I have now to make a short statement about Palestine. On Thursday last, my right hon. Friend the Foreign Secretary gave the House a full report of the assassination of Lord Moyne. This shameful crime has shocked the world. It has affected none more strongly than those, like myself, who, in the past, have been consistent friends of the Jews and constant architects of their future. If our dreams for Zionism are to end in the smoke of assassins' pistols and our labours for its future to produce only a new set of gangsters worthy of Nazi Germany, many like myself will have to reconsider the position we have maintained so consistently and so long in the past. If there is to be any hope of a peaceful and successful future for Zionism, these wicked activities must cease, and those responsible for them must be destroyed root and branch. The primary responsibility must, of course, rest with the Palestine authorities under His Majesty's Government. These authorities are already engaged in an active and thorough campaign against the Stern Gang and the larger, but hardly less dangerous, Irgun Zvai Leumi. In particular, the Palestine police have been loyally and effectively carrying out their duties in the midst of constant danger. A number of persons suspected of active complicity in terrorist activities have been arrested, and on 19th October, 251 were deported from the country, where their presence, with the possibility of a large-scale attempt at rescue, only led to increased insecurity. Since then, numerous further arrests have been made, including those of some wanted terrorists.
I am satisfied that the Palestine authorities have all the powers necessary to enable them to deal with the situation. They will, with the help of the military
and the close co-operation of the general officer commanding in chief intensify their activities, but it will be realised that although the primary responsibility is that of the Government, full success depends on the wholehearted co-operation of the entire Jewish community. This, His Majesty's Government is entitled to demand and to receive. I have received a letter from Dr. Weizmann, President of the World Zionist Organisation—a very old friend of mine—who has arrived in Palestine, in which he assures me that Palestine Jewry will go to the utmost limit of its power to cut out this evil from its midst. In Palestine the executive of the Jewish Agency have called upon the Jewish community—and I quote their actual words:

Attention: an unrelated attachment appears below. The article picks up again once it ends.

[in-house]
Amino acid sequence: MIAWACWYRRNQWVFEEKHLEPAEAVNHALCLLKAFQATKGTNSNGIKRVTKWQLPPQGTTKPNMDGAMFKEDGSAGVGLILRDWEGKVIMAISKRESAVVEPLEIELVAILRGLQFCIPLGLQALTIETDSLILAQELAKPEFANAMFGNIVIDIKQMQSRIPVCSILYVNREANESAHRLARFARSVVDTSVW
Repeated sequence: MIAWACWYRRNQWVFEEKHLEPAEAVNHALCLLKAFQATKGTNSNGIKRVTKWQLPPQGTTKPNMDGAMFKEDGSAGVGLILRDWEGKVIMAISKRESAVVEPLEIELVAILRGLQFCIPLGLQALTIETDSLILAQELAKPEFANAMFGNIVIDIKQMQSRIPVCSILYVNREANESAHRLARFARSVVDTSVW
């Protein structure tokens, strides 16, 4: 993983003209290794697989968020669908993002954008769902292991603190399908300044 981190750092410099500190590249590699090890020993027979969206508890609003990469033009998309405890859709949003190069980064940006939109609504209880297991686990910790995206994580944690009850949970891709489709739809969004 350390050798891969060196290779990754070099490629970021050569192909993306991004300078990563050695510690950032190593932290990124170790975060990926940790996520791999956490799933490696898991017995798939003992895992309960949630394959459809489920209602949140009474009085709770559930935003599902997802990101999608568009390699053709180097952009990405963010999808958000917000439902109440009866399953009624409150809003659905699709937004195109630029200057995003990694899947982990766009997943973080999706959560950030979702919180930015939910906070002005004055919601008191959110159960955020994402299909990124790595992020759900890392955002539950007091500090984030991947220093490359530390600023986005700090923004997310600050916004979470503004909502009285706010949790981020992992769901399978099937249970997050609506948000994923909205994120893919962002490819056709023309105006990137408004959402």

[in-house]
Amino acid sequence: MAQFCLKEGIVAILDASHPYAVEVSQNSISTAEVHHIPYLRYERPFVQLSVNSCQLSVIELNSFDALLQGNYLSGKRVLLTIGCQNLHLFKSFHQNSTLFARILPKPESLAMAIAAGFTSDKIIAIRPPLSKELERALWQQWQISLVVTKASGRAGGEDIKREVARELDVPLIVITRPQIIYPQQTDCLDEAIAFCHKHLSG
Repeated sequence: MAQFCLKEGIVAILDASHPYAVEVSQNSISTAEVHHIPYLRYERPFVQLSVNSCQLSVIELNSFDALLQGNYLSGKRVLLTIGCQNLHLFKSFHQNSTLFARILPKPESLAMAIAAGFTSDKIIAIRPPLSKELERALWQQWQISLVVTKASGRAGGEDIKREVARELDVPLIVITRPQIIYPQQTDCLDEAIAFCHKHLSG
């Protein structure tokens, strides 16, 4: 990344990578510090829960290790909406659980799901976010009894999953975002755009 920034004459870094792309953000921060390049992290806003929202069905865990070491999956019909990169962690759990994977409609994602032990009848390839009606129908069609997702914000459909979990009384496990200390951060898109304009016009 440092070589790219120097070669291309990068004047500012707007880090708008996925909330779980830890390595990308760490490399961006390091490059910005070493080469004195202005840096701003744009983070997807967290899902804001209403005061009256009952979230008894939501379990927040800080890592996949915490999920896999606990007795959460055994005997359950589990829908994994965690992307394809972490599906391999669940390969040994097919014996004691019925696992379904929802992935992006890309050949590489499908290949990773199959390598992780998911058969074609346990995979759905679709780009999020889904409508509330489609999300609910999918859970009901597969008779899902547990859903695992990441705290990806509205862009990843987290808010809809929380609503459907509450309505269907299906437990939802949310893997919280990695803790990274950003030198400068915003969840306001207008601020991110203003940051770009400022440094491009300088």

to cast out the members of this destructive band, deprive them of all refuge and shelter, to resist their threats, and to render all necessary assistance to the authorities in the prevention of terrorist acts, and in the eradication of the terrorist organisation.
These are strong words, but we must wait for these words to be translated into deeds. We must wait to see that, not only the leaders, but every man, woman and child of the Jewish community does his or her best to bring this terrorism to a speedy end.
I would not like to answer off-hand. I have seen the statement that they are to be tried and, of course, they are under Egyptian authority. The crime was committed in Egypt, and I have no doubt that the judicial proceedings will be conducted with all despatch and correctness. The question has also arisen of whether they are not deserters from the Palestine Armed Forces, in which case they would pass into the hands of the British military authorities and their trial would be by court-martial.
Is my right hon. Friend aware that every Jew worthy of the name will wholeheartedly and worthily support the statement which he has just made, and will pray that the efforts to eradicate speedily and completely this murderous gang and their associates will be successful?
Will my right hon. Friend make it clear that the suggestion which has been made about the Spanish Inquisition does not represent the views of this House?
I have no mercy for them.
I did not take it as intended to be more tha